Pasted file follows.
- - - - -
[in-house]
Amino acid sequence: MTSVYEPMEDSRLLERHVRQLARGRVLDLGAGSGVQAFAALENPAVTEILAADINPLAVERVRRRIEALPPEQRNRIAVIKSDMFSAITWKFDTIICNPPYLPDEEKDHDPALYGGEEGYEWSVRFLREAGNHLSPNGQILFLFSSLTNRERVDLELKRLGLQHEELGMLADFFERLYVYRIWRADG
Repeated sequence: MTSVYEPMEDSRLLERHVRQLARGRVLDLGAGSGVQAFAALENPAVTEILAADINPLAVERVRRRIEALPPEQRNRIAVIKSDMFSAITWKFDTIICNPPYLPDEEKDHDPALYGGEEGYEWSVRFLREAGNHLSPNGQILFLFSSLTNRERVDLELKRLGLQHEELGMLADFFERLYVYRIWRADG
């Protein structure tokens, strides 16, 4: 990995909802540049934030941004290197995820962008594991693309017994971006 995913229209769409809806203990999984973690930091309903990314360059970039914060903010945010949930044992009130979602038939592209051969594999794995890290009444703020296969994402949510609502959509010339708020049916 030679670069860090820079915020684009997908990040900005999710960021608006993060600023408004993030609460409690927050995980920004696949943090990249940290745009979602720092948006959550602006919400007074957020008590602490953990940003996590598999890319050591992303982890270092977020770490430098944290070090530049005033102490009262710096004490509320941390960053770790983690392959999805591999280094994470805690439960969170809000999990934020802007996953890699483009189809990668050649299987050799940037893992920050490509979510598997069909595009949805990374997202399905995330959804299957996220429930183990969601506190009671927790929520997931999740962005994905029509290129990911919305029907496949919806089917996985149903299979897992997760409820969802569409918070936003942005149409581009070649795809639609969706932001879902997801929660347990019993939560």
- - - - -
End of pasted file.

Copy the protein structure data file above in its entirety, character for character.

[in-house]
Amino acid sequence: MTSVYEPMEDSRLLERHVRQLARGRVLDLGAGSGVQAFAALENPAVTEILAADINPLAVERVRRRIEALPPEQRNRIAVIKSDMFSAITWKFDTIICNPPYLPDEEKDHDPALYGGEEGYEWSVRFLREAGNHLSPNGQILFLFSSLTNRERVDLELKRLGLQHEELGMLADFFERLYVYRIWRADG
Repeated sequence: MTSVYEPMEDSRLLERHVRQLARGRVLDLGAGSGVQAFAALENPAVTEILAADINPLAVERVRRRIEALPPEQRNRIAVIKSDMFSAITWKFDTIICNPPYLPDEEKDHDPALYGGEEGYEWSVRFLREAGNHLSPNGQILFLFSSLTNRERVDLELKRLGLQHEELGMLADFFERLYVYRIWRADG
């Protein structure tokens, strides 16, 4: 990995909802540049934030941004290197995820962008594991693309017994971006 995913229209769409809806203990999984973690930091309903990314360059970039914060903010945010949930044992009130979602038939592209051969594999794995890290009444703020296969994402949510609502959509010339708020049916 030679670069860090820079915020684009997908990040900005999710960021608006993060600023408004993030609460409690927050995980920004696949943090990249940290745009979602720092948006959550602006919400007074957020008590602490953990940003996590598999890319050591992303982890270092977020770490430098944290070090530049005033102490009262710096004490509320941390960053770790983690392959999805591999280094994470805690439960969170809000999990934020802007996953890699483009189809990668050649299987050799940037893992920050490509979510598997069909595009949805990374997202399905995330959804299957996220429930183990969601506190009671927790929520997931999740962005994905029509290129990911919305029907496949919806089917996985149903299979897992997760409820969802569409918070936003942005149409581009070649795809639609969706932001879902997801929660347990019993939560």